JWST view of Polycyclic Aromatic Hydrocarbons and dust in local active galaxies

Ismael García Bernete
Date and time
18 Apr 2023 - 12:30 Europe/London


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Nowadays, it is widely accepted that most galaxies undergo an active phase in their evolution. The impact of the energy released by active galactic nuclei (AGN) in the interstellar medium (ISM) of the host galaxy has been proposed as a key mechanism responsible for regulating star formation (SF). The mid-infrared (IR) is the ideal spectral range to investigate the nuclear/circumnuclear regions of AGN since dust extinction is significantly lower compared to the visible range. Furthermore, it provides unique tracers to study the AGN-SF connection such as H2 rotational lines, fine structure lines and Polycyclic Aromatic Hydrocarbons (PAHs). PAHs are also a powerful tool to characterize the ISM in different environments.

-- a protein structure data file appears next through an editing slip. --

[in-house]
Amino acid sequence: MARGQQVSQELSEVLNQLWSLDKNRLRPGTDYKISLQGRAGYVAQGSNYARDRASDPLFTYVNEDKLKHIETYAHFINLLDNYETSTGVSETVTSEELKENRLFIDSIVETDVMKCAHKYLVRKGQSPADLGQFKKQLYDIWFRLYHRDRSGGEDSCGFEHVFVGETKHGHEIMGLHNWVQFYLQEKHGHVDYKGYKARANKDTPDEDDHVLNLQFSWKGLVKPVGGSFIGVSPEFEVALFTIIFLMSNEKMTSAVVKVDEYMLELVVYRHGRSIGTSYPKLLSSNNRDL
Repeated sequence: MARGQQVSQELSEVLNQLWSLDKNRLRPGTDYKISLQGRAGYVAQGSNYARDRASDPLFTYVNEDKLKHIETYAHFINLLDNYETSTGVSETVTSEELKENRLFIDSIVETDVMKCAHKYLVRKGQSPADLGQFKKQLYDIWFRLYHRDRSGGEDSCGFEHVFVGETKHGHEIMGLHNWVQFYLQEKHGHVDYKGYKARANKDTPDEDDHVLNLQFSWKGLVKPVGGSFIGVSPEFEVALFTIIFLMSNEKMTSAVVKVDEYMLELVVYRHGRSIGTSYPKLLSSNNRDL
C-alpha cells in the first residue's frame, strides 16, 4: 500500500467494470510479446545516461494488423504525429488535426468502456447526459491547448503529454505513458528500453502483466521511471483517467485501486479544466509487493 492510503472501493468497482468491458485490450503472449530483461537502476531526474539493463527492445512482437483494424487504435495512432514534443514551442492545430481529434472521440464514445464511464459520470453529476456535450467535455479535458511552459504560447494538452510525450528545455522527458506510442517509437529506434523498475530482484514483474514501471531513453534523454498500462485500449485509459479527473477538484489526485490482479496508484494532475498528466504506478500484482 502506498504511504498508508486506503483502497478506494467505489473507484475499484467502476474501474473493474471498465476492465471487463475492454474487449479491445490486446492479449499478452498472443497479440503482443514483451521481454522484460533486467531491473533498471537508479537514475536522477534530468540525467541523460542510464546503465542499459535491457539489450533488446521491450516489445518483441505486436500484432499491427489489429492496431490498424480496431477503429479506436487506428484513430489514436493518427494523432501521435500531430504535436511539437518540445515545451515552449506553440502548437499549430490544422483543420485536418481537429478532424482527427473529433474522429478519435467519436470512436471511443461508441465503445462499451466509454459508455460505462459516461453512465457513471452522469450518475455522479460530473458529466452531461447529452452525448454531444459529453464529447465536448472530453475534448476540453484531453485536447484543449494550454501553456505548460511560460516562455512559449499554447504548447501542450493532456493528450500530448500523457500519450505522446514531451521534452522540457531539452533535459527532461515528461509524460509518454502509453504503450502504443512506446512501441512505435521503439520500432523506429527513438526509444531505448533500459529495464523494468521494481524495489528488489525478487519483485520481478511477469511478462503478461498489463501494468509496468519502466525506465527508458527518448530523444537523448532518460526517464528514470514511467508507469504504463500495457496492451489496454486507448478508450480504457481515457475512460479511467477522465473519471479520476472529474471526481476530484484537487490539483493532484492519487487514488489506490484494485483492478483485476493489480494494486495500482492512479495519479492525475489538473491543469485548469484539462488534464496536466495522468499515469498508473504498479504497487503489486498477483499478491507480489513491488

Recently, we presented new JWST/MIRI MRS spectroscopy of three Seyfert AGN in which we compare their nuclear PAH emission with that of star-forming regions. This study represents the first of its kind to use sub-arcsecond angular resolution data of local luminous Seyferts (Lbol > 10^44.5 erg/s) with a wide wavelength coverage (4.9-28.1 μm). Our results showed that a suite of PAH features is present in the innermost parts of these Seyfert galaxies. We found that the nuclear regions of AGN lie at different positions of the PAH diagnostic diagrams, whereas the SF regions are concentrated around the average values of SF galaxies. Furthermore, we find that the nuclear PAH emission mainly originates in neutral PAHs while, in contrast, PAH emission originating in the star forming regions favours small ionised PAH grains. Therefore, our results provide evidence that the AGN have a significant impact on the ionization state and size of the PAH grains on scales of ~142-245 pc. This is fundamental since PAH bands are routinely used to measure star-formation activity in near and far SF and active galaxies.

Finally, I will summarise our ongoing JWST work within the GATOS (Galactic Activity, Torus and Outflow Survey) collaboration. In particular, I will focus on our recent study about the survival of PAH molecules in AGN-driven outflows.